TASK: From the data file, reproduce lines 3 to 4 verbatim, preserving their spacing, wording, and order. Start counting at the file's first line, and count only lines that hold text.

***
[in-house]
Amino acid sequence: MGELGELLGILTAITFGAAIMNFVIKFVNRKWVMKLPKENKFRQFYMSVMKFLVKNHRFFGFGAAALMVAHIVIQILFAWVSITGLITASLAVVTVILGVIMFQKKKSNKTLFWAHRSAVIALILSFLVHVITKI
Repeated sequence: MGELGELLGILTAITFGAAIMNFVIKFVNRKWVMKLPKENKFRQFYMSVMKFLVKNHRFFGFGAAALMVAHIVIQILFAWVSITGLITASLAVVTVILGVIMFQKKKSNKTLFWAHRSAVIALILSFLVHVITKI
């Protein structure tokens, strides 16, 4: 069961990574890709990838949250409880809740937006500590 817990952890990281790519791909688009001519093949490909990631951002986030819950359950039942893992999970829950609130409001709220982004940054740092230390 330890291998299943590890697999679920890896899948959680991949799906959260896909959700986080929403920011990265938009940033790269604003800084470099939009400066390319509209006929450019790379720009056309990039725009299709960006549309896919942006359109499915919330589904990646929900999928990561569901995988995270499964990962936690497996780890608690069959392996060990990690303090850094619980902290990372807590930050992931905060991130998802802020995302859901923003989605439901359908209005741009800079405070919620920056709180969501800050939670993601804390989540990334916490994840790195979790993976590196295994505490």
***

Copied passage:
Repeated sequence: MGELGELLGILTAITFGAAIMNFVIKFVNRKWVMKLPKENKFRQFYMSVMKFLVKNHRFFGFGAAALMVAHIVIQILFAWVSITGLITASLAVVTVILGVIMFQKKKSNKTLFWAHRSAVIALILSFLVHVITKI
């Protein structure tokens, strides 16, 4: 069961990574890709990838949250409880809740937006500590 817990952890990281790519791909688009001519093949490909990631951002986030819950359950039942893992999970829950609130409001709220982004940054740092230390 330890291998299943590890697999679920890896899948959680991949799906959260896909959700986080929403920011990265938009940033790269604003800084470099939009400066390319509209006929450019790379720009056309990039725009299709960006549309896919942006359109499915919330589904990646929900999928990561569901995988995270499964990962936690497996780890608690069959392996060990990690303090850094619980902290990372807590930050992931905060991130998802802020995302859901923003989605439901359908209005741009800079405070919620920056709180969501800050939670993601804390989540990334916490994840790195979790993976590196295994505490």